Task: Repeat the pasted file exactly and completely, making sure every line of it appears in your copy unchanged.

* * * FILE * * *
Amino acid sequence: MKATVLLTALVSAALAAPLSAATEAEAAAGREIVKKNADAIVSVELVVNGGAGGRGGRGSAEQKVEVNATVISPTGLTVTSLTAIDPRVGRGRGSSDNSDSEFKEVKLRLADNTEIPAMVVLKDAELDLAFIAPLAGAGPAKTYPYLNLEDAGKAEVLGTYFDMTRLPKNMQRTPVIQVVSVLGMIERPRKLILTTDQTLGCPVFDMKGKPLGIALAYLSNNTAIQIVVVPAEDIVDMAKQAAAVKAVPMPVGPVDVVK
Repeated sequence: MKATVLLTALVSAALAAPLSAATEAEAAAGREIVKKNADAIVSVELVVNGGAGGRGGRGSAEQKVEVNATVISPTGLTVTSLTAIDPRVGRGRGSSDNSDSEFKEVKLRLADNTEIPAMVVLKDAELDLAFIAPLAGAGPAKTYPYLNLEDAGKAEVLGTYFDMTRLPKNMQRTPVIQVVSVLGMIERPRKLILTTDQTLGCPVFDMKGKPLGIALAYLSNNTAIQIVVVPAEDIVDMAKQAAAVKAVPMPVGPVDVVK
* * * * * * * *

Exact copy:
Amino acid sequence: MKATVLLTALVSAALAAPLSAATEAEAAAGREIVKKNADAIVSVELVVNGGAGGRGGRGSAEQKVEVNATVISPTGLTVTSLTAIDPRVGRGRGSSDNSDSEFKEVKLRLADNTEIPAMVVLKDAELDLAFIAPLAGAGPAKTYPYLNLEDAGKAEVLGTYFDMTRLPKNMQRTPVIQVVSVLGMIERPRKLILTTDQTLGCPVFDMKGKPLGIALAYLSNNTAIQIVVVPAEDIVDMAKQAAAVKAVPMPVGPVDVVK
Repeated sequence: MKATVLLTALVSAALAAPLSAATEAEAAAGREIVKKNADAIVSVELVVNGGAGGRGGRGSAEQKVEVNATVISPTGLTVTSLTAIDPRVGRGRGSSDNSDSEFKEVKLRLADNTEIPAMVVLKDAELDLAFIAPLAGAGPAKTYPYLNLEDAGKAEVLGTYFDMTRLPKNMQRTPVIQVVSVLGMIERPRKLILTTDQTLGCPVFDMKGKPLGIALAYLSNNTAIQIVVVPAEDIVDMAKQAAAVKAVPMPVGPVDVVK